// .. then later, we want to update the content of the element ...

newScope.$destroy(); // destroy the scope and all child scopes
var newScope2 = scope.$new(); // create a new scope
var content2 = $compile(template2)(newScope2); // compile and link
content.replaceWith(content2); // replace the html content with the new content
Also, note that if you want to know when a directive is destroyed to do any kind of additional cleanup, you can add a destroy listener to the element the directive’s link function is called with:
element.on('$destroy', function() {
 .. unhook whatever ..

Just remember that you won’t need to unhook jquery events that have been attached on or below the target element, since angular calls .remove() on it, thereby removing all listeners.

Guard and default operators in Javascript

Most programmers are familiar with the ‘&&’ and ‘||’ logical operators. What many do not know is how these operators behave in Javascript.

Quick review

In Javascript, the following values are considered falsy:

  • false
  • 0 (zero)
  • “” (empty string)
  • null
  • undefined
  • NaN (a special Number value meaning Not-a-Number!)
All other values are considered truthy.

Guard operator

Let’s say you want to access an attribute deep inside an object:

var name =;

It’s entirely possible that not all objects in that chain are defined. So, to write safe code, we may want to do something like this:

var name;
if(data.person) {
  name =;

To avoid nesting, which can sometimes make the code seem bulkier and more difficult to read, we can write the same code without the ‘if’ statement while still GUARD ourselves against possibly referencing an undefined object in the chain:

var name = data.person &&;

The reason why we can do this is because the ‘&&’ operator behaves in the following way:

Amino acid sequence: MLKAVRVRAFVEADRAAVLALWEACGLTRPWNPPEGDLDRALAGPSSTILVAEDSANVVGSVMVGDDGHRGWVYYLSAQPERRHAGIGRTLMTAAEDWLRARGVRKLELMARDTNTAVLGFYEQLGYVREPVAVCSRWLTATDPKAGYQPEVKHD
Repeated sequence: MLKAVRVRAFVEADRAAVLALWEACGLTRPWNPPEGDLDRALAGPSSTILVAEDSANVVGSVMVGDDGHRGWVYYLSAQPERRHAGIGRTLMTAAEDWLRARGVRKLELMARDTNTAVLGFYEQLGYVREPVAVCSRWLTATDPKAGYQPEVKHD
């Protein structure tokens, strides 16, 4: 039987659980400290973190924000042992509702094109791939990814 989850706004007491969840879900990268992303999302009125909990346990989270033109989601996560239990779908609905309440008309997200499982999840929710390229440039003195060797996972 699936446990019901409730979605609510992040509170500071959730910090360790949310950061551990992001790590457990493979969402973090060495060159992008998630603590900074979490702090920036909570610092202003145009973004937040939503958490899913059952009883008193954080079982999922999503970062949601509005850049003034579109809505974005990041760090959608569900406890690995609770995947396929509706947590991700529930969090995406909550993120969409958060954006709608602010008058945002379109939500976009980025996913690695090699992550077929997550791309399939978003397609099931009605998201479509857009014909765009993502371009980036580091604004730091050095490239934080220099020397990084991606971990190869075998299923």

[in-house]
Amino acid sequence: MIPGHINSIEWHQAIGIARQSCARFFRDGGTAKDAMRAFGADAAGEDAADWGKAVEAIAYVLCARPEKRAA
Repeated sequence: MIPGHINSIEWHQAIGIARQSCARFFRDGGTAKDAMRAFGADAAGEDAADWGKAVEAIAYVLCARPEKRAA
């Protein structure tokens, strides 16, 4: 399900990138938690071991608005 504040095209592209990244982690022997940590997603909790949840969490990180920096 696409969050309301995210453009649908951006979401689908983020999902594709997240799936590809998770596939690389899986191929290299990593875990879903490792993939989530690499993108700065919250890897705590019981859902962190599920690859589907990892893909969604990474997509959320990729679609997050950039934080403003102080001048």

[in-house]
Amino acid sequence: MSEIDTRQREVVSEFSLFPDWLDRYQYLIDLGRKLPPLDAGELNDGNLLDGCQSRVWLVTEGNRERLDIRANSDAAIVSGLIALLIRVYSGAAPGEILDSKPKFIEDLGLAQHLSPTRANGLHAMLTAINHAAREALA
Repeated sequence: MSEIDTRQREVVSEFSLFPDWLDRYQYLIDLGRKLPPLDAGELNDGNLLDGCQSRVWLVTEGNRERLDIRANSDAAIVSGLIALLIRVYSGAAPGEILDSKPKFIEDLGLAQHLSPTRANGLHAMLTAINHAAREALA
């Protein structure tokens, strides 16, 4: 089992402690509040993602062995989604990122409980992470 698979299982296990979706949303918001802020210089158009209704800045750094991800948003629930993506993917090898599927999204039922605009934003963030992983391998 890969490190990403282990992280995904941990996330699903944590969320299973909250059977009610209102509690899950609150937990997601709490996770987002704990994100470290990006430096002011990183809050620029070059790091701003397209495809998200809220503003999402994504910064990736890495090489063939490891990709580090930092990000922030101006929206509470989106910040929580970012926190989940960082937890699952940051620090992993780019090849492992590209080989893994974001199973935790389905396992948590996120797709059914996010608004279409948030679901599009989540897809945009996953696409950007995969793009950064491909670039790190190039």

• If the value on the left is falsy, return it
  • If the value on the left is truthy, continue the evaluation of the value to the right recursively
  • If the last value is reached, return it no matter if it is falsy or truthy

var obj0;

// obj0 is undefined, so is falsy and is returned
// val0 is set to obj0, so is set to undefined
var val0 = obj0 && &&;
var obj1 = {};

// obj1 is truthy, so continue
// is undefined (falsy), so return it
// val1 is therefore set to undefined
var val1 = obj1 && &&;
var obj2 = {
  foo: {}

// obj2 is truthy, so continue
// is truthy, so continue
// is the last value, return it
// val2 is set to, which is undefined
var val2 = obj2 && &&;
var obj3 = {
  foo: {
    name: 'Joe'

// obj3 is truthy, continue
// is truthy, continue
// is the last value, return it
// val3 is set to, which is 'Joe'
var val3 = obj3 && &&;

Since the ‘&&’ operator can be used to GUARD against errors when retrieving members of an object, it is commonly referred to as the ‘guard operator’.

Note that the ‘&&’ operator can be used in other scenarios as well:

var a = 1;
var b = 0;
var c = a && b;  // c is now set to 0, since b was the last value returned by the expression

Default operator

Where the ‘||’, on the other hand, returns the first truthy value in the expression.

var a = 0;
var b = 1;
var c = a || b; // c is set to 1, since b is the first truthy value in the expression

The ‘||’ operator is commonly referred to as the ‘Default operator’, because it is often used to assign a default value.

function myFunc(node, params) {
  // if params was an object that was passed in (is truthy), assign it to 'settings'
  // if params is not passed in (is falsy), assign a default object to 'settings'
  var settings = params || {isAwesome: true}; 
    node.innerHTML = "Awesome";